Managing Environmental Liability - Business Transactions and Brownfield Redevelopment - Looseleaf
Managing Environmental Liability - Business Transactions and Brownfield Redevelopment - Electronic
§ 9.01 Introduction
The EPA's primary goal under CERCLA is to maximize the number of sites
that can be cleaned up in the shortest amount of time. Since the Superfund cannot
address all of the potential NPL sites, EPA has adopted an "enforcement first"
policy where PRPs are given the opportunity to implement the site remediation
process.1 EPA's goal is to PRP-funded remedial actions at 70% of the non-
Federal facility NPL and Superfund Alternative sites. To accomplish this target,
EPA will focus on are early initiation of PRP searches, completing negotiations
in a timely manner, and maximizing PRP-lead cleanup activities. EPA has also
recently announced changes to its cost recovery policies to enhance the
effectiveness of its cost recovery program.2 This chapter reviews the policies
used by EPA to implement investigations and remedial actions. Readers should
review chapter 5 for a summary of the site remediation process.
§ 9.02 Challenging NPL Site Listings
As explained earlier in Chapter 5, one of the ways that sites are placed on the
NPL is through an informal rulemaking procedure set out in section 553 of the
Administrative Procedures Act. Under this procedure, a notice is filed in the
federal register indicating that the site has been proposed for the NPL. After a 60-
day public comment period, EPA will then make a final listing decision and will
publish that decision in the federal register. It should be noted that while the date
gathering and preliminary HRS scoring is done by the EPA regional offices, EPA
headquarters makes the final listing decision.
Once the final listing is published, site owners or operators as well as PRPs
must file a petition challenging the decision to place the site on the NPL with the
circuit court of the District of Columbia within 90 days of the date of publication
of the listing decision. However, this court has been extremely reluctant to
overturn NPL listing decisions. The ban on pre-enforcement review has also been
interpreted to prevent PRPs from seeking to enjoin the EPA from proceeding with
a site characterization. Once the 90 days expire, PRPs are precluded from
challenging the listing of a site.
Chapter 9: Negotiating Cleanups
9.02 Challenging NPL Site Listings
9.03 Requests for Information and Notices of Potential Liability
9.04 Special Notice Letters
9.05 Steering Committees
9.06 Non-Binding Preliminary Allocations of Responsibility (NBARs)
9.07 Mixed Funding
9.08 De Minimis Settlements
9.09 Negotiating the Remedy
9.10 Administrative Orders on Consent and Judicial Consent Decrees
9.11 Strategies for Responding to Unilateral 106 Administrative Orders
9.12 Trust Agreements
9.13 Public Participation
9.15 Landowner Settlements
9.16 Negotiating Prospective Purchaser Agreements
9.17 Using Engineering and Institutional Controls for Brownfield and VCP Cleanups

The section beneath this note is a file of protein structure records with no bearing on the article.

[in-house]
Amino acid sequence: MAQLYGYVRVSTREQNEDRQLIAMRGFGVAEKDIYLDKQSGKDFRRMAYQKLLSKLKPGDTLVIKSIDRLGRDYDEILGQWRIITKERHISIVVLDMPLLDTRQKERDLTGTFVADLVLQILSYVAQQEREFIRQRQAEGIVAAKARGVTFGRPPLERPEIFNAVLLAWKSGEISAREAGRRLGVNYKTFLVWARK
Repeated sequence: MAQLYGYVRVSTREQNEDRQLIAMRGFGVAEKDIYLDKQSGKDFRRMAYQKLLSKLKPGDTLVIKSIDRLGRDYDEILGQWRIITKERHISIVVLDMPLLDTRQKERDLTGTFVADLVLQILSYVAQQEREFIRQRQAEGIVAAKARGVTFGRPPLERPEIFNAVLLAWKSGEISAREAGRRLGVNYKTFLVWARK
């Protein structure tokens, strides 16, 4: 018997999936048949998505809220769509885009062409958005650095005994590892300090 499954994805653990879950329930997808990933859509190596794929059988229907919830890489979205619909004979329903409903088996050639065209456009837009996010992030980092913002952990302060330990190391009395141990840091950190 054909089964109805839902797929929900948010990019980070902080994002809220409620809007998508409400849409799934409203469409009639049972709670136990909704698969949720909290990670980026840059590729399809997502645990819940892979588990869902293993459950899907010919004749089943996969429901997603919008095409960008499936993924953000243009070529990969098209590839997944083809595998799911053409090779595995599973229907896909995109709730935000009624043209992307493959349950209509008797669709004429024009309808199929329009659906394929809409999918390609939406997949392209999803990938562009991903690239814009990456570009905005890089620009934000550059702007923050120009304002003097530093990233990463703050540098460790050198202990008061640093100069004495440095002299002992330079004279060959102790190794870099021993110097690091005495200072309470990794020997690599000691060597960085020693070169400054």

Lawrence P. Schnapf is Principal of Schnapf LLC. He has 25 years of national environmental experience with Fortune 500 corporations and a number of major New York-based law firms. Larry primarily concentrates on environmental issues associated with corporate, real estate and brownfield transactions, commercial lending, distressed debt, bankruptcy and workouts. He has extensive experience with brownfield redevelopment and financing, negotiating environmental insurance policies for business and real estate transactions, performing environmental due diligence for complex business transactions.
He has also written numerous articles on environmental law, is a contributing author for several chapters of "Brownfield Practice and Law: The Cleanup and Redevelopment of Contaminated Properties" published by Matthew Bender. He was also a contributing author for "The Law Of Environmental Justice" published by the American Bar Association and the Matthew Bender "Environmental Law Practice Guide." He is also the author of "Managing Environmental Liability in Transactions and Brownfield Redevelopment" published by Juris Publishing.
Larry is the co-chair of the New York State Bar Association's Hazardous Site Remediation Committee, co-chair of the NYSBA brownfield task force and a board member of the Board of the NYC Partnership of Brownfield Practitioners. He is also the chair of the Brownfield Committee Force of the Environmental Business Association of New York.
He is Chair of the ABA Section of Business Law Committee on Environmental, Energy and Natural Resources Law. He is a vice chair of the Environmental Transactions, Audits and Brownfield Committee; and Special Committee on Disclosure of the ABA’s Section of Environment, Energy and Resources. He is also a member of the board of BNA’s Environmental Due Diligence Guide.
Larry is also a member of the ASTM 1527 Task Group, Phase II Legal Work Group, Co-Chair of the legal sub-committee for the ASTM Vapor Intrusion Task Group, a member of the ASTM Appropriate Care/Continuing Obligations Task Group and Building Energy Performance Disclosure Task Group.
Larry is an adjunct professor of environmental law at New York Law School where he teaches “Environmental Issues in Business Transactions” and “Environmental Law and Policy”. He is also on the faculty of the Center for Christian Studies at Fifth Avenue Presbyterian Church where he teaches “The Bible and the Environment.”
He is listed in the International Who’s Who of Business Lawyers 2008 and 2009, the 2009 Madison’s Who’s Who of Executives and Professionals, and The International Who’s Who of Environmental Lawyers 2008 and 2009, and Chambers USA 2009 Client Guide of America’s Leading Lawyers for Business.
You can visit the web page of the Schnapf Environmental Law Center at http://www.environmental-law.net/